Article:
From corporate social responsibility (CSR) to environmental, social and governance (ESG), governments, leaders, investors, employees and consumers are demanding corporations to make positive impacts to the society, and they are choosing companies that align with their values. Francis Ngai, Founder and Chief Executive Officer of Social Venture Hong Kong (SVhk), believes that every company is created with a vision to contribute to a better world. “A property developer, at the very beginning, may want to build quality, reasonably priced apartment buildings.” Ngai says. “But when businessmen begin to go for financial performance year after year, they may forget why they started the businesses.”
Francis Ngai, Founder and Chief Executive Officer of Social Venture Hong Kong
Ngai used to be a strategist in the commercial world. By chance he came by the concept of social enterprise and realized that a business can be more than just making profits. As a father of two, he wanted to bring good social changes and therefore founded SVhk in 2007. At the beginning, SVhk focused on nurturing social enterprises, social innovations and social incubations. Today, SVhk has evolved into an impact purpose organization.
“We mobilize the private sector and professionals who believe in purpose and impact. We work with companies, connect them to social purposes and help them develop their own impact strategies. We also serve as a middleman linking up different organizations – commercial, non-profit, charities and foundations.”
He calls this “Business 2.0”.
“Monetary donations and volunteering are not enough,” Ngai emphasizes. “We change the way that we make changes.”
How? By leveraging each company’s purpose and impact.
Face the Reality
“Over the years, SVhk, together with insightful and passionate people, have set up a number of successful social enterprises including Diamond Cab, Light Be, Dialogue in the Dark, Green Monday and more,” he recalls. “But we cannot just sit and wait for future social entrepreneurs. We need to rethink.”
The first step, however, was that we need to take out our courage to face the reality.
“From the social movement to the pandemic, many aspects in Hong Kong have been changed completely. We can deny what has and is happening but the fact is the fact – a lot of talent have left the city and the younger generation has lost hope. How can we talk about the next 10 or 20 years if we do not face the reality?”
Ngai cites an example. Key nations have signed international agreements to tackle climate change. But are we doing anything to combat the challenges of climate change in our daily lives? We wake up in a sunny day and then we forget about climate change. “How long are we going to duck out?” he asks.
Actions Speak Louder
It is time to act. Like SVhk, they have changed from introducing venture philanthropy and social enterprises to mobilizing the private sector.
“For instance, we work with the Urban Renewal Authority on community making,” he says. “In addition to demolishing and rebuilding, we have introduced community engagement elements such as incorporating social housing or co-working factory into renewal projects.”
Another example is Yip’s Chemicals. The company acquired Camel Paints and SVhk suggested to the management team to run a series of wellness programs that engage construction workers and painters who are usually grassroot people suffered from different kinds of muscle pains. The programs turned out to be a huge success.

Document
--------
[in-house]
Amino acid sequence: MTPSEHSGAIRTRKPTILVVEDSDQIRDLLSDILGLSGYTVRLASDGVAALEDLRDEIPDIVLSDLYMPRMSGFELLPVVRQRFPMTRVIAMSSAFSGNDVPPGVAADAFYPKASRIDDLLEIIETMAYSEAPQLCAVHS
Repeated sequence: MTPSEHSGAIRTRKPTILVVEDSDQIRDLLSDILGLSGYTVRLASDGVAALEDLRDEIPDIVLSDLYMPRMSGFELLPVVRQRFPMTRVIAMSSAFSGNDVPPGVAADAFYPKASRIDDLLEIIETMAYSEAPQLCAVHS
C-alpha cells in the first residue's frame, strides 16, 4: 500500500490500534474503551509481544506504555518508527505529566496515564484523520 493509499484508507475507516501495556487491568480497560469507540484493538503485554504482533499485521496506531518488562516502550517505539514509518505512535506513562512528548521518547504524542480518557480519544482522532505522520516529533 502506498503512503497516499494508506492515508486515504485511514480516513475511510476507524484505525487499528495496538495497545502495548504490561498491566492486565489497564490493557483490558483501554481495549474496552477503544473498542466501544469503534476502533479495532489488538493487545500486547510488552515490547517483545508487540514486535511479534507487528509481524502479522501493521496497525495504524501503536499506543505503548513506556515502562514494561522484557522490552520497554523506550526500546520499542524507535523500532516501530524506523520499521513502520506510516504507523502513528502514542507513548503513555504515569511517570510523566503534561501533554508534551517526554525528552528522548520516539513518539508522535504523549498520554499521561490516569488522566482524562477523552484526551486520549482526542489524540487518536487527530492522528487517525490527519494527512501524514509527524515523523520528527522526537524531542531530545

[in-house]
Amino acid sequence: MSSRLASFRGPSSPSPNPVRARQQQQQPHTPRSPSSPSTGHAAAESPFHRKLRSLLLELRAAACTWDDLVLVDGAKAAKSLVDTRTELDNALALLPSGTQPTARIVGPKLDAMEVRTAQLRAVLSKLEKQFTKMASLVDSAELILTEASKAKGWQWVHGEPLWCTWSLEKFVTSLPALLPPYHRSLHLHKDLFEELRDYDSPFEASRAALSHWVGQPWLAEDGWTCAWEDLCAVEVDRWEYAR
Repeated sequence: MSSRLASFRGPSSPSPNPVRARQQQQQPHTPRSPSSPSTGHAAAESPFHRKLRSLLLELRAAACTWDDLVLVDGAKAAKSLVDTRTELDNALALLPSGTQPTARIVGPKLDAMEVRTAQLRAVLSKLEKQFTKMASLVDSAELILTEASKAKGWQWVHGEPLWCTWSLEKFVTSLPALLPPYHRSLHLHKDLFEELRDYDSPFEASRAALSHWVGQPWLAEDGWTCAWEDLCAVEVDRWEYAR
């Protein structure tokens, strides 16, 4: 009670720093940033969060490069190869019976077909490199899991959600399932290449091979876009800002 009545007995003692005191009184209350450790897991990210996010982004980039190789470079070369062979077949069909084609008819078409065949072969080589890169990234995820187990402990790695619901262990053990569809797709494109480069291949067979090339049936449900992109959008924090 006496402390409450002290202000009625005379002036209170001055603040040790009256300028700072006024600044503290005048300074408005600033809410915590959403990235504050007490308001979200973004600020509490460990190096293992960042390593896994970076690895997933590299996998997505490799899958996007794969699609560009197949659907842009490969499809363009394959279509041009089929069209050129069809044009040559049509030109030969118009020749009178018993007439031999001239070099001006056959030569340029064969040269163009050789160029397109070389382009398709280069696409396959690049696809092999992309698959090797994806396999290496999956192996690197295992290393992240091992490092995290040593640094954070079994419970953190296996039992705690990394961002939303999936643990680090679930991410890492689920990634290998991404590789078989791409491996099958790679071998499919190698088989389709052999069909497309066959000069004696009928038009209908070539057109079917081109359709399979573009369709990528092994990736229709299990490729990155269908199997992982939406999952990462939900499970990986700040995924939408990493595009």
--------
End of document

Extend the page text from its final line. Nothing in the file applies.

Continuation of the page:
“We collaborated with the Painters General Union and organized pain-relieving exercise classes, attracting a lot of male workers who are always hard to reach,” Ngai elaborates. “This was a simple and easy move but was able to bring impacts to both the workers and the company. From what I have heard, apart from the good branding effect, the employees at Yip’s Chemicals are also very encouraged by the impact.”
Make a Change
As he puts, every person, every organization can make a change. Even a small start-up can do its part. Not long ago SVhk invited a few start-ups to a bootcamp and immersed them with social exposure. One day they went to Sham Shui Po and talked about elderly people queuing up on the street for free meal boxes amid the pandemic. Wada Bento, a start-up operating Japanese bento vending machines, quickly agreed to place a machine in a social institution so that the restaurant can give out free meal boxes through the vending machine, and the recipients can get the meal boxes from there at a designated time without the need to queue outside of the restaurant.
“In the past, it might take us years to draft the proposal, get funding and buy a bento vending machine; but now a start-up has responded to it and acted quickly to address a social issue immediately. In fact, in many cases, issues can be easily resolved just like this.”
Business with Purpose
If every company, large and small, finds its purpose and delivers its social impact, we will have a lot of social enterprise-like organizations that bring positive social changes.
Last year, SVhk and the Hong Kong Management Association formed an impact partnership to drive the growth of value-led businesses in the city. Together they seek to accelerate the “business with purpose” movement, help tackle environmental and social challenges, and open up new opportunities for talent in Hong Kong.
“We need a change of mindset,” Ngai exclaims. “We need a purpose leadership mindset in the private sector to drive the impact of things.”
Two of the most urgent tasks, according to him, are to create new social fabrics that connect people from all walks of life and corporations which share experiences and help one another, and to build the right infrastructure that connects companies having the same social impact goals, thus multiplying the effect.
“We do not say ‘social enterprise’ now. We say ‘social impact company’.”
Every company can make a social impact.